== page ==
Image result for early bird gets the wormI take the train from Milwaukee to Chicago quite often for work. I have a very good idea of how long it takes to get from my house to the train station and then how long it takes me to park and walk in to board the train.  I’ve become so familiar with that I often cut it close – very close.  There have been several time where I’ve thought:   This is it…  I’m going to miss the train. Only to miraculously, at the last moment, somehow gun my way through morning traffic, find a parking spot and run into station, just in time.   For what though?  Why can’t I just leave earlier?  It would save me a lot of stress.  Why risk missing it?
The answer probably is that the risk isn’t too critical. Worst case, I could just drive there.  But most of the time I have the option to just work from home, so there aren’t many days where it’s super important.

However – flying is a different animal.  I was recently taking a business trip to Boston.  I hadn’t flown in over a year, and maybe my traveling skills were rusty, or maybe my mind was just elsewhere, but I waited in line for security for about 25 minutes, got through, and then realized I had my large suitcase with me, which I had forgotten to check.  I had to run back to the ticketing and check-in area to get my bag on the flight then back up to security again.  Fortunately, I had arrived at the airport over 2 hours early and I had plenty of time.  Lesson learned. But it also got me thinking about downside risk and how dumb it is to cut things close when there is a lot of potential negative consequences.

In this case, the downside risk was quite large.  I would have messed up a four day business trip, and looked stupid and/or not responsible in the process.  All for the benefit of doing whatever (probably nothing) at home for an extra half hour or so.  That right there is the definition of fragile —  events with low upside and huge downside risk.

Conversely, consistently arriving early for things poses very little risk.  At worst you’re inconvenienced a bit and have to do some work or read ( or just relax) at the airport.  That’s a small price to pay for that one time when you mess up or there is a huge security line, etc, etc. and you’re still able to make that important flight.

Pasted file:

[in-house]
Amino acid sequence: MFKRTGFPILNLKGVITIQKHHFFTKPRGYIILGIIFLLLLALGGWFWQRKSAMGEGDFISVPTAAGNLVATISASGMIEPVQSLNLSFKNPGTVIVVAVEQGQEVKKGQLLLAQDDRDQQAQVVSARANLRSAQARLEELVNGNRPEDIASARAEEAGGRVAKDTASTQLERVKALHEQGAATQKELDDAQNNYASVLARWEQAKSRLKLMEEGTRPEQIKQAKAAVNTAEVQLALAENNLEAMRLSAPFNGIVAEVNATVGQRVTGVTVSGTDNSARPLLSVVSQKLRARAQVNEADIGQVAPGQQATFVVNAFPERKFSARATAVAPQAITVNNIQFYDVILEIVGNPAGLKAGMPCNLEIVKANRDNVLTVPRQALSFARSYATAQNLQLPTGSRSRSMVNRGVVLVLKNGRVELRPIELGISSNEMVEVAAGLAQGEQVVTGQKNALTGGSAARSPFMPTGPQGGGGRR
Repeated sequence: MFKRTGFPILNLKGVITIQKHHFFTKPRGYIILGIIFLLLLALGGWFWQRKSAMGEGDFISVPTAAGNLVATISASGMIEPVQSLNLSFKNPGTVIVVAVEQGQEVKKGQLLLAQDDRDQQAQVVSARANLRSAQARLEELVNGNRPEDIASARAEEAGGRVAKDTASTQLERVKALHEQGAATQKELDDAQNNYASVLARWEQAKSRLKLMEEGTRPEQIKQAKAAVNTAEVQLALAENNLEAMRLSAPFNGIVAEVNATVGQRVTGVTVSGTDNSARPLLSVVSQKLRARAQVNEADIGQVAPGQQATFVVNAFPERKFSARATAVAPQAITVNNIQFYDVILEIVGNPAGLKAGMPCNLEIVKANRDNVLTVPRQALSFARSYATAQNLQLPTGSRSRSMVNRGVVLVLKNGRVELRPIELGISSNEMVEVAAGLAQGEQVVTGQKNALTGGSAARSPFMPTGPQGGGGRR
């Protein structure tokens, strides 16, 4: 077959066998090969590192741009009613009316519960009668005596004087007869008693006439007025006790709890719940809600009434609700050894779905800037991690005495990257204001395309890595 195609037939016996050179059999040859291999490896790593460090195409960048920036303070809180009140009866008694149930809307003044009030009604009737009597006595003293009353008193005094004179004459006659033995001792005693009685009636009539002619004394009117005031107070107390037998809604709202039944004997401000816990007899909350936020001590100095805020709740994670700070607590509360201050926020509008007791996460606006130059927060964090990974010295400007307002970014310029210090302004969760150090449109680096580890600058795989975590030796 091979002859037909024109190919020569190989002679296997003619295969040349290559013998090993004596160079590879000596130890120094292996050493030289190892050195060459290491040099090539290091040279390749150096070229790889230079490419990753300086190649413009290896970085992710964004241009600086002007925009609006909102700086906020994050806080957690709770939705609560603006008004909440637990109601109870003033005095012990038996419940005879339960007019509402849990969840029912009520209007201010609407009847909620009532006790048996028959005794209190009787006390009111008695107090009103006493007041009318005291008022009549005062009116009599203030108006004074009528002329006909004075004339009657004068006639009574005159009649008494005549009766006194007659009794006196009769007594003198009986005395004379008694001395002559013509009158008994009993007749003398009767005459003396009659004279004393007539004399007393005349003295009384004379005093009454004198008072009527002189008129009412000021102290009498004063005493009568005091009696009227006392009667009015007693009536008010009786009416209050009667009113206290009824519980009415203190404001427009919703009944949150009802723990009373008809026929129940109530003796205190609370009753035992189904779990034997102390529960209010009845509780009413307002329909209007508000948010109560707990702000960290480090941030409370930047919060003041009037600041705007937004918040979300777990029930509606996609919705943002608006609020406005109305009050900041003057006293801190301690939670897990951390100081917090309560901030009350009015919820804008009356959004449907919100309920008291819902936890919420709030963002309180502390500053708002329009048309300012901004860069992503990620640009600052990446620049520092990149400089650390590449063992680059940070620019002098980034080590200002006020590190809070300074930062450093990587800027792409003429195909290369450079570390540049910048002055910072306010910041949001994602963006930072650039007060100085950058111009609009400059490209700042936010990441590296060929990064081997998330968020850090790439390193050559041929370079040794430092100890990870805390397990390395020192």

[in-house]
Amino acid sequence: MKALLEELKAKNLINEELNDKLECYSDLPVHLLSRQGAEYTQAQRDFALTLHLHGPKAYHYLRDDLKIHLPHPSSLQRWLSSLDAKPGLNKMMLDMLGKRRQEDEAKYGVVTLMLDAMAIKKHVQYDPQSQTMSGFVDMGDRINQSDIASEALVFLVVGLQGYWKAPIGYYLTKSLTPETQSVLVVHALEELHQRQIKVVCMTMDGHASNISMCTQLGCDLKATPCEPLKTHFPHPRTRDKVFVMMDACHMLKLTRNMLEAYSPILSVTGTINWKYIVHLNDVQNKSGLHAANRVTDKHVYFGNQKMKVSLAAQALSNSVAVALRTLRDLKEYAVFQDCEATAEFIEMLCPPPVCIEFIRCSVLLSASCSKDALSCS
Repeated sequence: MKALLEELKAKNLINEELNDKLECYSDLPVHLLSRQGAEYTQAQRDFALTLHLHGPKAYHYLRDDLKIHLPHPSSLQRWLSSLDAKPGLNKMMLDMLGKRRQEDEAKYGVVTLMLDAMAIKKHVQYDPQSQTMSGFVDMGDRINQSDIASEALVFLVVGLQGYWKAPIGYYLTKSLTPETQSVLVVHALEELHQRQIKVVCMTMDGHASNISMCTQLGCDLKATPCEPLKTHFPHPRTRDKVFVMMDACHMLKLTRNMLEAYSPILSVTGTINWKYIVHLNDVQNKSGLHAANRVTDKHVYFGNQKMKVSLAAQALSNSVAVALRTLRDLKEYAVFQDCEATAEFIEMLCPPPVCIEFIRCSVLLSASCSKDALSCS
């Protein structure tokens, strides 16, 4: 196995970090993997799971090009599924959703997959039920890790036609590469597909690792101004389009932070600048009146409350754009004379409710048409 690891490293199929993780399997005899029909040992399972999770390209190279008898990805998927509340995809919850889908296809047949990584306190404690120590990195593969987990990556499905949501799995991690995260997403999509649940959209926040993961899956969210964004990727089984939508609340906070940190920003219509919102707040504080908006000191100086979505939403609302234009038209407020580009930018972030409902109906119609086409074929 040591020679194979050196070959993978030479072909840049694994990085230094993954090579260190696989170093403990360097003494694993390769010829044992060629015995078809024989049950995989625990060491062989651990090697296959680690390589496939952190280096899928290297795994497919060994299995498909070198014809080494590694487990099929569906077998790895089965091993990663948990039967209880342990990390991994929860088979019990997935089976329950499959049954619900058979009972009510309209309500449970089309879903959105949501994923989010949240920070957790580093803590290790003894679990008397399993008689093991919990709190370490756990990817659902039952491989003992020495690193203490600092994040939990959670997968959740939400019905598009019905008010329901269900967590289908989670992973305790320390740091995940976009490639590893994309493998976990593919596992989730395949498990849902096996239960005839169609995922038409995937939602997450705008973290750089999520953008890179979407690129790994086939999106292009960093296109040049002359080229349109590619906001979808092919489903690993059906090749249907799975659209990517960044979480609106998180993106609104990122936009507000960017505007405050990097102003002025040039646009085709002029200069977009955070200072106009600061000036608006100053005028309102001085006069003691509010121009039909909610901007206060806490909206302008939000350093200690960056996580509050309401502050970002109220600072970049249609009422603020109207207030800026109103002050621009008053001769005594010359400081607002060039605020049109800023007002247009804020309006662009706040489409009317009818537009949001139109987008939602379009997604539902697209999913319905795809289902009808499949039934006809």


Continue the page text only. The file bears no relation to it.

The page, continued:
Early bird gets the worm!

The Top 3 Most Anti-fragile Songs

Judas Priest SforV.jpg  Alanis Morissette - Jagged Little Pill.jpg  Image result for jumpin jack flash

I listen to a lot of music.  I’ll use different playlists to fit my mood.  If I’m on a roadtrip, I want great driving music.  If I’m working out, upbeat, hard-driving music fits the bill.  In the last year or so, I’ve used music to lift my spirits as I’ve recovered from a divorce and tried to handle all of the emotional swings that go along with that. Despair, anger, and guilt from the past relationship.  Fear and self-doubt as I attempt new ones.  Along with bouts of elation as well.  During this time, the music I’ve tended to gravitate towards has a theme of getting over obstacles and moving on.  Well, not just moving on, but actually getting better — because I’m always trying to think in an anti-fragile mindset, of course!

Even though the saying “what doesn’t kill you makes you stronger”, is a common phrase, there are surprisingly few songs that have this concept.  Kelly Clarkson has a song called Stronger (What Doesn’t Kill You), so that’s one obvious one.  But a little too obvious for me.  Not a bad song though. Love the message.   Anyway, here are my three favorites with some honorable mentions at the end.

3. You’ve Got Another Thing Comin’ — Judas Priest

Yes, Judas Priest.  These guys wrote some incredibly empowering music, despite their reputation as “devil music” propagandists.

I love this song.  It just makes me want to take on the world

Key lyrics:

One life I’m gonna live it up
I’m takin’ flight said I’ll never get enough.
Stand tall I’m young and kinda proud
I’m on top as long as the music’s loud.
If you think I’ll sit around as the world goes by
You’re thinkin’ like a fool ’cause it’s a case of do or die.